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President-elect Joe Biden is set to propose an extensive immigration reform bill on day one of his administration, which includes an eight-year path to citizenship for an estimated 11 million people living in the U.S. illegally.
The bill, which is expected to fill hundreds of pages, would offer one of the quickest pathways to citizenship for illegal immigrants in recent years: those living in the U.S. illegally as of January 1 would have a five-year path to temporary legal status, or a green card, contingent upon a background check, paying taxes, and other basic requirements, according to the Associated Press.
What follows, should eligible immigrants decide to pursue citizenship, is a three-year path to naturalization.
Meanwhile, “Dreamers” — young people who were brought to the U.S. illegally as children — as well as agricultural workers and those under temporary protective status could receive green cards even sooner if they are working, in school or fulfill other requirements.
However, the measure does not include Republican-supported enhanced border security, only calls for coming up with strategies and for the use of technology, which could prove a hurdle to its passage in Congress as Biden would need to earn support from some GOP senators to pass the proposal into law.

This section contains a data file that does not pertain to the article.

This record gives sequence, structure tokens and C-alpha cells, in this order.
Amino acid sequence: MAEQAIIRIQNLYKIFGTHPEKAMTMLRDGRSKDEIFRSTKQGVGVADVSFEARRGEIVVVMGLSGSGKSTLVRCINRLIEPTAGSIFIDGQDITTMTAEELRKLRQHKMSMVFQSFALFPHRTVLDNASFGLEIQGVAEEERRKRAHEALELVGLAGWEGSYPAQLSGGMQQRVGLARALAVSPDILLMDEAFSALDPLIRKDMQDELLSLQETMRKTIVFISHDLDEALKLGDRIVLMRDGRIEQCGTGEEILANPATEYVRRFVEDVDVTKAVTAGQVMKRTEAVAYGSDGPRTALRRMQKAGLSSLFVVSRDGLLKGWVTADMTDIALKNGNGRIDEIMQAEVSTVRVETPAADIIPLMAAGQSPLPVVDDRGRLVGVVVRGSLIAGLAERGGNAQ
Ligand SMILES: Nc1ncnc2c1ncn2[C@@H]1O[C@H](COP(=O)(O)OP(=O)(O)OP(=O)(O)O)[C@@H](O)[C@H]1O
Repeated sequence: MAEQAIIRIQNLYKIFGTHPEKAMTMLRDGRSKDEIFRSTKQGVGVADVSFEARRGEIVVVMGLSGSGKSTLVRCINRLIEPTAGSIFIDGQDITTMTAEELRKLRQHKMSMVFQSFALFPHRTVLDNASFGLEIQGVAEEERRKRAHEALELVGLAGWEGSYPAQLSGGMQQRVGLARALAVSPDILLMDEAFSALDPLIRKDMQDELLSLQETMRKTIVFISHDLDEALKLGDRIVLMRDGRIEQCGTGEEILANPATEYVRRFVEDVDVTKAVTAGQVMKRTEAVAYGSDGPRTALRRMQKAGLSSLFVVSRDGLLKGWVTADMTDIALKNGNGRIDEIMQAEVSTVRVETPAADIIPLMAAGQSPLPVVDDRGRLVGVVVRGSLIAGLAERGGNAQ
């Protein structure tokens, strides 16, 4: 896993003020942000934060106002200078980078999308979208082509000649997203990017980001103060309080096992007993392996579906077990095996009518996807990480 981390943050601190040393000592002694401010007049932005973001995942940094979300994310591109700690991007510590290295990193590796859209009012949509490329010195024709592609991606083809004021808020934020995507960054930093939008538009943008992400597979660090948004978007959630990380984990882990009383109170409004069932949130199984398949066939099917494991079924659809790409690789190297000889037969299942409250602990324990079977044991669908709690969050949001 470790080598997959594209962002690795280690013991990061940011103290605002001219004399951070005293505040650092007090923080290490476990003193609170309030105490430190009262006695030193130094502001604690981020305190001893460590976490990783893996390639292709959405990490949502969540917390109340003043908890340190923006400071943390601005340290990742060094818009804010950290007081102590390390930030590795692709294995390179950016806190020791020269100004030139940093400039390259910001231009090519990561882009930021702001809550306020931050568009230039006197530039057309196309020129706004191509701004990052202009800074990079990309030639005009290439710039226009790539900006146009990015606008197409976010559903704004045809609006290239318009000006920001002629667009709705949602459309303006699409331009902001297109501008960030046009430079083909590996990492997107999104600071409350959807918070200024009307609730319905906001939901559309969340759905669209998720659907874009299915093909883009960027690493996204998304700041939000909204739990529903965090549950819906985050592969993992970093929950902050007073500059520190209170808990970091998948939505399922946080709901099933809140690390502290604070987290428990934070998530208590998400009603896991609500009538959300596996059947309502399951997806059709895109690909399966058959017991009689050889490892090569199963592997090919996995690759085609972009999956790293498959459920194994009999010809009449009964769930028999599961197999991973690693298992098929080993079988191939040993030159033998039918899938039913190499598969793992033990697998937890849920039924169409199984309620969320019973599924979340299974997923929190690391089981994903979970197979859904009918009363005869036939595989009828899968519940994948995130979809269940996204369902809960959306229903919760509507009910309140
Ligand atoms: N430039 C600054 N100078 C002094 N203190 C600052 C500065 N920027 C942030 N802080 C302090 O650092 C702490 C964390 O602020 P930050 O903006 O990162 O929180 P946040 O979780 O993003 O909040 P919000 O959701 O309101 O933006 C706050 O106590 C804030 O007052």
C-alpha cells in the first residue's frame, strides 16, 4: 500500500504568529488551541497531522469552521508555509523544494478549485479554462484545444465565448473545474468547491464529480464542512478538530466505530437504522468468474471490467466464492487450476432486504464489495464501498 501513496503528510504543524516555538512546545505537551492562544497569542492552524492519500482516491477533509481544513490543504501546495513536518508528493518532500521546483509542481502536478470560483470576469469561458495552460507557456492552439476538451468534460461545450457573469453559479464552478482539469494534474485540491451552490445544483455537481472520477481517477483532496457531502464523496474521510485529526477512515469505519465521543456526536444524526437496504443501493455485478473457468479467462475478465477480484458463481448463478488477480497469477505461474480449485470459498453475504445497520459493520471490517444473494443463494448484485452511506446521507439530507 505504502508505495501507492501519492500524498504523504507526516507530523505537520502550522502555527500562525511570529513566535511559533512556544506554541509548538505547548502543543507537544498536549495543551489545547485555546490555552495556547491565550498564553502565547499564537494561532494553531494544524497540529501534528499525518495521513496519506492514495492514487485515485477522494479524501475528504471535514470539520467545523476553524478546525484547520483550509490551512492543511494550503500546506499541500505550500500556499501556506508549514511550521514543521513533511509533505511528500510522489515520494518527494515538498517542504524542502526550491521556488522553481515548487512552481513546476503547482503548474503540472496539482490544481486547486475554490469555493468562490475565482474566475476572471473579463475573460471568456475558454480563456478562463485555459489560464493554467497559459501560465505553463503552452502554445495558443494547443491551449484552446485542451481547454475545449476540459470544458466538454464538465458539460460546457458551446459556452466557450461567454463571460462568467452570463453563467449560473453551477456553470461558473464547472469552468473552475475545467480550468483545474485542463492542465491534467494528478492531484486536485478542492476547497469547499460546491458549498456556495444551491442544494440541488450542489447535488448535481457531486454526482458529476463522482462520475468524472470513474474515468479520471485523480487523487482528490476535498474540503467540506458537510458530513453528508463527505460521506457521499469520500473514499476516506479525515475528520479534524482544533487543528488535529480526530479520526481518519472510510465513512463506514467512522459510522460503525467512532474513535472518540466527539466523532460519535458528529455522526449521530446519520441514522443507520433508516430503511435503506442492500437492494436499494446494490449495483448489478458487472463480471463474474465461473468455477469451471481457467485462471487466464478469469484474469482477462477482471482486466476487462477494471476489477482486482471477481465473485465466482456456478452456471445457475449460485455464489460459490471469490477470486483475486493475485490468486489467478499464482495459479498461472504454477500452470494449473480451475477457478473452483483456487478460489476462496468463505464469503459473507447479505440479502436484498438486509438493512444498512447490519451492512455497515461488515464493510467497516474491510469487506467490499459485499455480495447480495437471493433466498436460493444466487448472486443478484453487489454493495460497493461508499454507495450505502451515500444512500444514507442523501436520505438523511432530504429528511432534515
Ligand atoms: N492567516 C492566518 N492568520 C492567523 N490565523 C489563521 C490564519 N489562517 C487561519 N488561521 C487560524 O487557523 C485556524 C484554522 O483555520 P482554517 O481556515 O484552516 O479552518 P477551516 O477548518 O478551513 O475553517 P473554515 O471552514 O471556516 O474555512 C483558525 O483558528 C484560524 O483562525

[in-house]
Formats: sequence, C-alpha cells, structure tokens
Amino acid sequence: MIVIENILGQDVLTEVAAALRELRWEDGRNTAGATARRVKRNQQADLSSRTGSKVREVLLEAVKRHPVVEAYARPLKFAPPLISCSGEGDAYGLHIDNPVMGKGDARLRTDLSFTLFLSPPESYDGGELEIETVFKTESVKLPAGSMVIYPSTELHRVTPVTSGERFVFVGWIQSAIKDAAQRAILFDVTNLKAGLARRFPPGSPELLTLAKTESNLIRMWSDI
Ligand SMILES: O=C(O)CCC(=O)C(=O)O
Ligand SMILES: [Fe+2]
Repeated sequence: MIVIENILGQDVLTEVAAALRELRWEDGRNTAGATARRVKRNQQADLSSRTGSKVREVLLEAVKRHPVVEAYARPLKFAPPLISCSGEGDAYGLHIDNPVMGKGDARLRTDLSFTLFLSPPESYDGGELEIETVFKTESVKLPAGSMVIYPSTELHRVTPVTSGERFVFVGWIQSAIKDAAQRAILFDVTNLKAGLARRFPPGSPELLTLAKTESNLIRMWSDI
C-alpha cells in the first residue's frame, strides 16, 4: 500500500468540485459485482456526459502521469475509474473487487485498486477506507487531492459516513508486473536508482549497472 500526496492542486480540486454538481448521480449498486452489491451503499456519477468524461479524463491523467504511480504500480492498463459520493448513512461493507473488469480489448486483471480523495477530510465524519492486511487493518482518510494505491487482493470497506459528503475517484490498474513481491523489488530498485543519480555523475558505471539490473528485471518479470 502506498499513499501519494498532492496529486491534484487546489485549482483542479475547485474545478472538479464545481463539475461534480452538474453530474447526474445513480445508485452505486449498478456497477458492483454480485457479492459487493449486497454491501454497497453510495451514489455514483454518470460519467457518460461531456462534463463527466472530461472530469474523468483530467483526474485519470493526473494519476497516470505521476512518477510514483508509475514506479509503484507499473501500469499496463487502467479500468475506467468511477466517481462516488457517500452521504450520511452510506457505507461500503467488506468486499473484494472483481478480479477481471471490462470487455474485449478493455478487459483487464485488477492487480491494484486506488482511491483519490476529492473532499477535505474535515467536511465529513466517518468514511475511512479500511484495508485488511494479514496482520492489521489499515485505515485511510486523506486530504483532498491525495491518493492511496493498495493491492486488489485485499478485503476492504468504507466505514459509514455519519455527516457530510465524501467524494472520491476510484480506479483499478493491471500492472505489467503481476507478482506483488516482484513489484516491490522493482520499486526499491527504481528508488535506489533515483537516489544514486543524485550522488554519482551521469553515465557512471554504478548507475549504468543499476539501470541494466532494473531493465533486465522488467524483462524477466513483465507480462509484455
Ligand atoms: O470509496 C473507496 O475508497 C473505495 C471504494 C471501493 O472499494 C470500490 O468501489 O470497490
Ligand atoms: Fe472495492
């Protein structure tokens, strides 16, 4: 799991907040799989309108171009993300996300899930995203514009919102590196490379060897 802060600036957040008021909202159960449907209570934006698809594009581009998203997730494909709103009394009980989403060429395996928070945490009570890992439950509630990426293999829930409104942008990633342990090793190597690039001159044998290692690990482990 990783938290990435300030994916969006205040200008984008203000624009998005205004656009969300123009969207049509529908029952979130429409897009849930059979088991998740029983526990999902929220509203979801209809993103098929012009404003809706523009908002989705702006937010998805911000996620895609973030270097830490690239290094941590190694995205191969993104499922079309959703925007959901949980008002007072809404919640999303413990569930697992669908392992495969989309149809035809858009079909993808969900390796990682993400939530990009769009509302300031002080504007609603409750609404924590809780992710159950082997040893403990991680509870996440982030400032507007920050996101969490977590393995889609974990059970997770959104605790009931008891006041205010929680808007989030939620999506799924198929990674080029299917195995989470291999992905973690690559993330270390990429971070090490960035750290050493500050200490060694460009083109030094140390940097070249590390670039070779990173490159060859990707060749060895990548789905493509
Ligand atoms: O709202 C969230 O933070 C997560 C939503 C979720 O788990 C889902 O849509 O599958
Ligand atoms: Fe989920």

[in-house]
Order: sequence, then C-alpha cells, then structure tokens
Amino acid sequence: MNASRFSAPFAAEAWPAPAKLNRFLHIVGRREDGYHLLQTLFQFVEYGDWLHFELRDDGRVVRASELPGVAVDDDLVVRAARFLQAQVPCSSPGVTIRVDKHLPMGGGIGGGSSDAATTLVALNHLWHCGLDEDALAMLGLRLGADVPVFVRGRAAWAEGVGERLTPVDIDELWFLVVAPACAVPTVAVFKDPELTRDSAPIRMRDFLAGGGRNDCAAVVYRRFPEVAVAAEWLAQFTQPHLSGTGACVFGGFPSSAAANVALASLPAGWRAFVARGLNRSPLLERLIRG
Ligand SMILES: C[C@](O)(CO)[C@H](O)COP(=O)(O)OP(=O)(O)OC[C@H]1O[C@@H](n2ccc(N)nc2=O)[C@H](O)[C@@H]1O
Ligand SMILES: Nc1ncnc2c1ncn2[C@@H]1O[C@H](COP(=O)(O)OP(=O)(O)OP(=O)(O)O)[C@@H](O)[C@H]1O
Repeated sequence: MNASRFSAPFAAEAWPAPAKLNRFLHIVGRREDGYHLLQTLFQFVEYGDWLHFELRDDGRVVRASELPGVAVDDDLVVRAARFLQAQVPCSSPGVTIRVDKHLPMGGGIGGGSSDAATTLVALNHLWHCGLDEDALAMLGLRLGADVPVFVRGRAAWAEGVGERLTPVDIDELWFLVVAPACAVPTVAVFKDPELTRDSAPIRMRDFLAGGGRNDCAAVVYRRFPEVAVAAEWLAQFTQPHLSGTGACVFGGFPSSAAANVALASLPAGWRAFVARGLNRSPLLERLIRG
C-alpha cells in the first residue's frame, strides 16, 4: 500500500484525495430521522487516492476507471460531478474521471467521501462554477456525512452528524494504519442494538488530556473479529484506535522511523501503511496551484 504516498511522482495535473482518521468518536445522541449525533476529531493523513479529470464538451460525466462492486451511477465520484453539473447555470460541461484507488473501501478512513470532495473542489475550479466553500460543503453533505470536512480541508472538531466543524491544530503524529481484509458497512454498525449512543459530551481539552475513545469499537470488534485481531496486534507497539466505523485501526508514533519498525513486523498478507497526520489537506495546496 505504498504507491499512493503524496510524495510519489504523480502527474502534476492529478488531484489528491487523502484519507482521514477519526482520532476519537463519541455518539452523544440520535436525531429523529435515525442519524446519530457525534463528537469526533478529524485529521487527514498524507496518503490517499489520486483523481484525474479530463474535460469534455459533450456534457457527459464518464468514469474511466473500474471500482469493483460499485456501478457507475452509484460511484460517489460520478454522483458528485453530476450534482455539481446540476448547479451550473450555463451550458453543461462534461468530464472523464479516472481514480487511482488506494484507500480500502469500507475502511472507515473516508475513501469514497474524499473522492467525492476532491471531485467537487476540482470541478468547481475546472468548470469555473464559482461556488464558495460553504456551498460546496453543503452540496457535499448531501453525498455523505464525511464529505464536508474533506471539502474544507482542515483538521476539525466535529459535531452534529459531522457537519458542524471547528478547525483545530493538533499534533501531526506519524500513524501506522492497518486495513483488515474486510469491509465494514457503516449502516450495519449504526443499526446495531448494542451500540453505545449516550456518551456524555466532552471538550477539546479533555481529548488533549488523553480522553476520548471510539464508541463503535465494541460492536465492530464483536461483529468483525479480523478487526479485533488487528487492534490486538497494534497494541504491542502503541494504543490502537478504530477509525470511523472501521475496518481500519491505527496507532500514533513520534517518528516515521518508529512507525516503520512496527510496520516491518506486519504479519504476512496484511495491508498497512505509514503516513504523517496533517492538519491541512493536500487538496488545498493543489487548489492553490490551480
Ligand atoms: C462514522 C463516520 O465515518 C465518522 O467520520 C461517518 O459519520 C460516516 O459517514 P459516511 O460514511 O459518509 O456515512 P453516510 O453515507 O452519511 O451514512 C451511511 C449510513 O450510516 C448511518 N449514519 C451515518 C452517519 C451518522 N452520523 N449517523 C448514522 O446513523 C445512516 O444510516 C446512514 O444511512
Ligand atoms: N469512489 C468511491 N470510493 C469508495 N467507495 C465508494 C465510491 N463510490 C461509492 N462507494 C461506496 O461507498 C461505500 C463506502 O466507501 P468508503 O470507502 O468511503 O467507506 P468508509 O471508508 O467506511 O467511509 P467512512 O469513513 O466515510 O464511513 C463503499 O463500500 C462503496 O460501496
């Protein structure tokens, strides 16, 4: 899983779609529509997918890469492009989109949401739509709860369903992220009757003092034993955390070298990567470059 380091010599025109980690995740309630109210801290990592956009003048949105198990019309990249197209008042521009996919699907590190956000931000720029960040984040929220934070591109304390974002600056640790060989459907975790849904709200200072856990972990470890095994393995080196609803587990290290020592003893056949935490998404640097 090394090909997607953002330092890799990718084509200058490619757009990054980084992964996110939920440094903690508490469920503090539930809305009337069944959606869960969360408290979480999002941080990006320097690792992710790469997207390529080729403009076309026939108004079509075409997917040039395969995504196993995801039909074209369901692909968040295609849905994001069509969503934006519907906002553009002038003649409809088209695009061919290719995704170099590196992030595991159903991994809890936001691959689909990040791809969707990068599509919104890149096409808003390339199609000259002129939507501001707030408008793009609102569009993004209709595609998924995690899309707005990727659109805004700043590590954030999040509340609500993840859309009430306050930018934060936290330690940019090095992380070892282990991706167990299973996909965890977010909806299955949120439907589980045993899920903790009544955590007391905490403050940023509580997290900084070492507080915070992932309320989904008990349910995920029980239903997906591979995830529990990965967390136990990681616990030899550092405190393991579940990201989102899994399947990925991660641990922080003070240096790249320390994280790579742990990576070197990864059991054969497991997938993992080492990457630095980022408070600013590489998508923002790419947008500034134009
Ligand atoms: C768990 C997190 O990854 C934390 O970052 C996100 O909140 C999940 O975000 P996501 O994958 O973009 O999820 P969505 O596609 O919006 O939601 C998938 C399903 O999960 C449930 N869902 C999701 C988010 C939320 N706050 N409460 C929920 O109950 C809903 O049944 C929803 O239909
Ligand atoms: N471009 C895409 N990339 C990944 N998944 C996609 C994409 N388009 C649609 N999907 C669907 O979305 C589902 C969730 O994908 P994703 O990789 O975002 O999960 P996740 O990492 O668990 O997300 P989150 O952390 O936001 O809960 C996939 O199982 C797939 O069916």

The legislation also aims to address the causes of migration from Central America to the U.S. and offers grants for workforce development and English language learning.
On Inauguration Day, Biden is expected to issue a series of executive orders to reverse other Trump immigration actions, including the outgoing administration’s travel “ban” on predominantly Muslim countries.
On the campaign trail, Biden repeatedly promised that immigration reform would come on day one of his administration.
“[W]e made a mistake. It took too long to get it right,” Biden said of the Obama Administration’s record on immigration, during the October 23 presidential debate.